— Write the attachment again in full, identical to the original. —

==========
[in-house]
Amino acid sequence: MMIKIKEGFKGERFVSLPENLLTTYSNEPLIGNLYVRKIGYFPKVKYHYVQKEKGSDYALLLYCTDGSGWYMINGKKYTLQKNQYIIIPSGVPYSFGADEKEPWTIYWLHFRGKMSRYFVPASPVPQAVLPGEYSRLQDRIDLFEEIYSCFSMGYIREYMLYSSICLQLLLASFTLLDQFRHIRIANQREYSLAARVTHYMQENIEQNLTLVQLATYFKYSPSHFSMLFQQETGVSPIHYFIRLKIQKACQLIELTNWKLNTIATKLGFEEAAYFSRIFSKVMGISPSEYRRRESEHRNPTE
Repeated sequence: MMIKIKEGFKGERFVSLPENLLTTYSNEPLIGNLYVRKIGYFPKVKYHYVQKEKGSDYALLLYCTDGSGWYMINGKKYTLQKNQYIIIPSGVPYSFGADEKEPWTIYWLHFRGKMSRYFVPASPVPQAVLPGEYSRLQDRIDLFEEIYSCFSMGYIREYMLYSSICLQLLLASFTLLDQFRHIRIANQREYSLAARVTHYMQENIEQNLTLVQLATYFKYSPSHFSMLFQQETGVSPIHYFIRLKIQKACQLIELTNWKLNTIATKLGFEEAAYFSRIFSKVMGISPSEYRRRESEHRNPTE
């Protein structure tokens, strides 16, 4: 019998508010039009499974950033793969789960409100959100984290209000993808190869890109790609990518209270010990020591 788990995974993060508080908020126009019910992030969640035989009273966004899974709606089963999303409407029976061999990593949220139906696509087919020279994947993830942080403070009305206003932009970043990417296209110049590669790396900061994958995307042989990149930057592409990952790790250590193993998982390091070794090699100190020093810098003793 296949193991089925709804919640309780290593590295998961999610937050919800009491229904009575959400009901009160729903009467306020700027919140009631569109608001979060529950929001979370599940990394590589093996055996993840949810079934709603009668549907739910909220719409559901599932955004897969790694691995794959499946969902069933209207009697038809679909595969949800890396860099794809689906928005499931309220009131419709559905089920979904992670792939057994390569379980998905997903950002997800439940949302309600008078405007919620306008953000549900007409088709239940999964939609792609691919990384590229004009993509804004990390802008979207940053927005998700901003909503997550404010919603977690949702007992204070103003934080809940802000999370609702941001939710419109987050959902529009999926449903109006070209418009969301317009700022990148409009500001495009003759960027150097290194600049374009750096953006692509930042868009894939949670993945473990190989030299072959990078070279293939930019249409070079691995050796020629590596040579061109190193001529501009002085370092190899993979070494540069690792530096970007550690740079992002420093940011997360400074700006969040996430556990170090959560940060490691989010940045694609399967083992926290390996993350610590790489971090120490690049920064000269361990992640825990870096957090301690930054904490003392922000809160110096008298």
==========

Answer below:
[in-house]
Amino acid sequence: MMIKIKEGFKGERFVSLPENLLTTYSNEPLIGNLYVRKIGYFPKVKYHYVQKEKGSDYALLLYCTDGSGWYMINGKKYTLQKNQYIIIPSGVPYSFGADEKEPWTIYWLHFRGKMSRYFVPASPVPQAVLPGEYSRLQDRIDLFEEIYSCFSMGYIREYMLYSSICLQLLLASFTLLDQFRHIRIANQREYSLAARVTHYMQENIEQNLTLVQLATYFKYSPSHFSMLFQQETGVSPIHYFIRLKIQKACQLIELTNWKLNTIATKLGFEEAAYFSRIFSKVMGISPSEYRRRESEHRNPTE
Repeated sequence: MMIKIKEGFKGERFVSLPENLLTTYSNEPLIGNLYVRKIGYFPKVKYHYVQKEKGSDYALLLYCTDGSGWYMINGKKYTLQKNQYIIIPSGVPYSFGADEKEPWTIYWLHFRGKMSRYFVPASPVPQAVLPGEYSRLQDRIDLFEEIYSCFSMGYIREYMLYSSICLQLLLASFTLLDQFRHIRIANQREYSLAARVTHYMQENIEQNLTLVQLATYFKYSPSHFSMLFQQETGVSPIHYFIRLKIQKACQLIELTNWKLNTIATKLGFEEAAYFSRIFSKVMGISPSEYRRRESEHRNPTE
């Protein structure tokens, strides 16, 4: 019998508010039009499974950033793969789960409100959100984290209000993808190869890109790609990518209270010990020591 788990995974993060508080908020126009019910992030969640035989009273966004899974709606089963999303409407029976061999990593949220139906696509087919020279994947993830942080403070009305206003932009970043990417296209110049590669790396900061994958995307042989990149930057592409990952790790250590193993998982390091070794090699100190020093810098003793 296949193991089925709804919640309780290593590295998961999610937050919800009491229904009575959400009901009160729903009467306020700027919140009631569109608001979060529950929001979370599940990394590589093996055996993840949810079934709603009668549907739910909220719409559901599932955004897969790694691995794959499946969902069933209207009697038809679909595969949800890396860099794809689906928005499931309220009131419709559905089920979904992670792939057994390569379980998905997903950002997800439940949302309600008078405007919620306008953000549900007409088709239940999964939609792609691919990384590229004009993509804004990390802008979207940053927005998700901003909503997550404010919603977690949702007992204070103003934080809940802000999370609702941001939710419109987050959902529009999926449903109006070209418009969301317009700022990148409009500001495009003759960027150097290194600049374009750096953006692509930042868009894939949670993945473990190989030299072959990078070279293939930019249409070079691995050796020629590596040579061109190193001529501009002085370092190899993979070494540069690792530096970007550690740079992002420093940011997360400074700006969040996430556990170090959560940060490691989010940045694609399967083992926290390996993350610590790489971090120490690049920064000269361990992640825990870096957090301690930054904490003392922000809160110096008298």